"The actual Astronomy Day is an annual event, and it is celebrated by amateurs and museums across the country," said Dundee, astronomy program manager for Tellus. "During our event, we'll have an opportunity to observe the sun during the day safely and during the night, the observatory will be open to look at some objects in the sky [such as] Saturn, the moon [and] there are a few star clusters that are up. So those will be some of the major things people will look at. Most people will want to see Saturn and the moon.
"During the day, we'll have special filters to look at the sun safely. There'll be some sun spots to see, and we'll have special telescopes set up to see what's called prominence, which are loops of gas on the side of the sun. The sun's getting active now, so we're virtually guaranteed, if it's clear, to see some activity on the sun."
In celebration of National Astronomy Day, Tellus will extend its hours to 10 a.m. to 11 p.m., enabling patrons to also tour the museum, view special planetarium shows and participate in children's activities. In addition to viewing planets with the observatory's 20-inch instrument, the public will be able to peer through numerous telescopes on the lawn, provided by the Atlanta Astronomy Club and the Northwest Georgia Astronomical Association.
"[The purpose of the event is] generating awareness for a great family activity, which is observing the stars," said Tellus Executive Director Jose Santamaria. "So [we want] to give everybody an experience looking through our various telescopes, whether it's our solar scope during the day or our big 20-inch telescope and maybe generate a spark that some of these kids can pursue.
"I think [people enjoy] the telescope [the most], the opportunity to look through the big telescope to see objects that you can't see with the naked eye. It's obvious [they] get pulled in by our telescope."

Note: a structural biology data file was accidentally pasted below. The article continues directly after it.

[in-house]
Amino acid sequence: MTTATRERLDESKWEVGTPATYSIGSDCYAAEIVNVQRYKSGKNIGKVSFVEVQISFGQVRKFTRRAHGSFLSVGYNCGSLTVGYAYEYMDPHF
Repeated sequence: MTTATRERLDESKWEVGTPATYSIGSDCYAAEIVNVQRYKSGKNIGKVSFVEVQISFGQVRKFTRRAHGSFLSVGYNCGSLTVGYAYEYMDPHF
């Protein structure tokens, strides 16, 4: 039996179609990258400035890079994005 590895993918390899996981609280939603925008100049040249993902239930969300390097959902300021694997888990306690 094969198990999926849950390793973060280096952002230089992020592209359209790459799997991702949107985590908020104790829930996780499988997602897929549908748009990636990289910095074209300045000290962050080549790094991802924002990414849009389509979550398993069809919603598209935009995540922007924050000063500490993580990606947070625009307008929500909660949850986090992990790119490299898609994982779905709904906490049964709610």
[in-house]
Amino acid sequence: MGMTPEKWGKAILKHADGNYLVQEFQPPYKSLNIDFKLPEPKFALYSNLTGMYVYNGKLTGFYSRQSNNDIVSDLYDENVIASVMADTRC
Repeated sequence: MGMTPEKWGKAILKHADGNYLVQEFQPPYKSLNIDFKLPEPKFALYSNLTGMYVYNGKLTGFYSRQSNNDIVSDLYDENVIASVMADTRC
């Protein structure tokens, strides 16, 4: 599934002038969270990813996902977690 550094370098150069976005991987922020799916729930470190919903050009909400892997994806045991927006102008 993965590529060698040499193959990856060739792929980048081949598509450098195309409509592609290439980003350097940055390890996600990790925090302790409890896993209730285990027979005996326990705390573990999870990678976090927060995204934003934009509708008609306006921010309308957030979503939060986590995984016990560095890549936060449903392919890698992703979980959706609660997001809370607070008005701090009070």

Commenting on the event's main attraction, Dundee said one of the primary benefits of utilizing a large telescope is the objects viewed will have more illumination.
"The purpose of building bigger and bigger telescopes is not to enhance magnification but to enhance the brightness of the image, because a lot of what you look at in the sky is fairly faint. So the bigger the telescope, the brighter the image," Dundee said. "Certainly with the solar telescopes, brightness is not an issue. So you're actually blocking 99 percent of the light. So it's safe to look at the sun.
"In that case, we're actually looking at specific wavelengths of light, in this case hydrogen to look at structures on the sun and around the sun. So that's kind of cool. And then we have some smaller telescopes that have filters that don't look at specific wavelengths but block 99 percent of the light of the sun, so you can see the sunspots clearly. Sunspots are caused by the magnetic field of the sun. They're slightly cooler places on the sun. And the smallest spots you see on the sun are in fact bigger than the Earth. So these are big structures compared to our planet."
New to this year's event, Dundee will guide patrons on Star Walks at 9 and 10 p.m.
"I'll have my bright green laser. We'll go out and I'll just talk about the constellations and what you can see, and I'll tell some stories about the sky," Dundee said. "And it's just me and the sky and the pointer, and that's all. I will probably tell a story about how the bear in the sky got its long, stretched out tail. It comes from a long time ago [when] the Cherokee believed that all bears on the Earth had beautiful, long, graceful tails, and what they used to do to catch their favorite food, which was fish, was they would dangle their beautiful long tales in the water of the lake or river or stream.
"One exceptionally cold winter, one of the bears [that] was still hungry went out to the lake and tangled his beautiful, long tail in the water. And he waited and nothing happened, and it got colder and colder. The lake froze over, and he tried to get up. He noticed that the tail was frozen in the ice, and he pulled and he pulled and 'snap,' his tail broke off. And that's why all bears on Earth have short stubby tails, but the bears in the sky are long-tailed bears. So the Big Dipper -- the handle of the Dipper in fact is the tail of the bear in the sky. So I'll be pointing out the Dippers and showing the long-tailed bears."
Encompassing 120,000 square feet at 100 Tellus Drive in Cartersville, Tellus is comprised of four main galleries -- The Weinman Mineral Gallery, The Fossil Gallery, Science in Motion and The Collins Family My Big Backyard -- a 120-seat digital planetarium and an observatory. Opened in January 2009, the Smithsonian affiliate has attracted more than 400,000 visitors.
For more information about the museum and its National Astronomy Day program, call 770-606-5700 or visit www.tellusmuseum.org. Admission will be $12 for adults; $10 for individuals 65 and older; $8 for children ages 3 to 17 and students with ID; and free for museum members and active military personnel with ID.